Fabian’s death and most of the other boating fatalities in Connecticut last year are grim proof of that statement. On April 10, a kayak capsized in Long Meadow Pond in Middlebury. The 26-year-old paddler struggled and submerged, drowning despite witnesses’ efforts to find and rescue him. His body was found the next day. Officials said he wore no life jacket and had marijuana in his bloodstream and a blood alcohol content of .012.
On May 8, Michael Lowell, 58, of Putnam, was fishing from a kayak in the Quinebaug River in Pomfret. Two companions in other boats paddled upstream, and when they returned, they could not find Lowell and reported him missing. Later, his overturned boat was found many miles downstream and his body floating 198 yards away from it, DEEP reported. Officials determined he had drowned; he wore no life jacket.
On June 8, Philip Blouin, 50, who had gone fishing in a motorized canoe the previous night, was found dead after his family reported him missing. He wore no life jacket, his blood alcohol was .180 and THC was detected in his bloodstream. In addition, officials said he had no required safe boating certificate, and the trolling motor on the unregistered boat had fishing line wrapped around it.
Two men launched a canoe in Stamford and capsized near the Woodway Beach Club on July 10. Four lifeguards from the club rescued and tried to revive Lorenzo Macua, 63, of Norwalk, but he was pronounced dead at Stamford Hospital. The second canoeist, 50, wasn’t identified, but officials said he swam to shore and was unhurt. Neither of them wore a life jacket.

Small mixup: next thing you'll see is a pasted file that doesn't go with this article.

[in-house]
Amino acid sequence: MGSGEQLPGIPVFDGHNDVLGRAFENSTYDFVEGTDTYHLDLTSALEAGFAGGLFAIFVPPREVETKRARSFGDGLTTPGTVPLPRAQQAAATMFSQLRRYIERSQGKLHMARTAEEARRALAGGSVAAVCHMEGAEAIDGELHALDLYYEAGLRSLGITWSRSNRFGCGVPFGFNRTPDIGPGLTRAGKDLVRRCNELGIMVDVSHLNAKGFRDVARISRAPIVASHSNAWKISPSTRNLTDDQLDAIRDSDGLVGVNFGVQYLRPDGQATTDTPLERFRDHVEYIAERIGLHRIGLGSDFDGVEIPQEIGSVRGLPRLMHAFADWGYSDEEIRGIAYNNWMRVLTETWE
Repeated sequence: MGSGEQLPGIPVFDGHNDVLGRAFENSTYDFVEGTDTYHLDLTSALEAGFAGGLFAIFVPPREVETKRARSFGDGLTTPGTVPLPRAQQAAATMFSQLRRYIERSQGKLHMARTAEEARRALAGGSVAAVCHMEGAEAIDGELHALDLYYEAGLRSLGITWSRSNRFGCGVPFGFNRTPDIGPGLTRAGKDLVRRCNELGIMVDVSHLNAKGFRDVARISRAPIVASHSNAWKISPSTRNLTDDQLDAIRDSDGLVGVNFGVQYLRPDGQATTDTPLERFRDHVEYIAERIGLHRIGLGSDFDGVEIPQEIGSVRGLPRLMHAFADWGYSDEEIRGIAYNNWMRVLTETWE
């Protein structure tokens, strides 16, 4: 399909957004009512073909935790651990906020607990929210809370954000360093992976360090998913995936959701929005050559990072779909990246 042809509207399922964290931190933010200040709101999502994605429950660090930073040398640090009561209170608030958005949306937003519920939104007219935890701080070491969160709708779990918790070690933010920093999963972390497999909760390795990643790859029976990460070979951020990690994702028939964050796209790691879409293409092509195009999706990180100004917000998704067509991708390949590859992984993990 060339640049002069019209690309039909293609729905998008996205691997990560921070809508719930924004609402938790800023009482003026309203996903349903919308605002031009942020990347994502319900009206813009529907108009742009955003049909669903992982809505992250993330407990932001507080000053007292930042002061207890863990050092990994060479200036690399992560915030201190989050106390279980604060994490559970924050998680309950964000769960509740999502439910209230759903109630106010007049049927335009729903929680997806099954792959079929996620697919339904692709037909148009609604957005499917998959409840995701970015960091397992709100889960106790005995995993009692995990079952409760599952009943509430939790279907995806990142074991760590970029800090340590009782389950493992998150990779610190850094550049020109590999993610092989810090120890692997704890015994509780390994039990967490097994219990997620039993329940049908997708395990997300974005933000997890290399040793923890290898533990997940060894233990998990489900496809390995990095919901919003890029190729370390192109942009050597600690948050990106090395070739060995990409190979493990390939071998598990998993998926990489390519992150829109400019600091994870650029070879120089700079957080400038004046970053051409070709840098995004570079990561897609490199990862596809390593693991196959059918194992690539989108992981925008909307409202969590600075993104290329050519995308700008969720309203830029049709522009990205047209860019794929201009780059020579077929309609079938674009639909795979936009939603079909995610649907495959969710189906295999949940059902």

Akida Edwards, 45, of New York City, ventured out in a kayak at night in Wyassup Lake in North Stonington on September 25. He was reported missing. Divers found his body late the next morning. DEEP said he drowned after falling out of the boat and that alcohol and drugs were found in his system.
The only non-drowning boating accident last year happened on July 27, when 18-year-old Matthew A. Horvath of Shelton and a friend were riding their personal watercrafts off Cedar Beach in Milford when they collided. Horvath, a varsity soccer player who graduated from Shelton High School that spring, died of blunt force trauma. Officials did not identify the other rider, who was not hurt. DEEP officials said neither wore a life jacket and that speed may have contributed to the crash. Alcohol was detected in Horvath’s system, DEEP spokesman Matt Healey said.
“Anyone operating a personal watercraft should understand that it is a motor vehicle, similar to a car but on water,” Healey said. “Before getting on the water, operators should take safe boating courses and obtain their certificate of personal watercraft operation. Lifejackets should be worn at all times, and safe speeds should be maintained. Alcohol should never be consumed when getting in or on the water or when operating any type of vessel.”
Not paying attention is the deadly cause of most boating accidents in the United States, Taylor said. Even when they are sober, distraction is a big factor. He said people pay too much attention to their radar, fish finding, and navigation devices. “A lot of times, people get so fixed on those things that they’re not looking right in front of them.”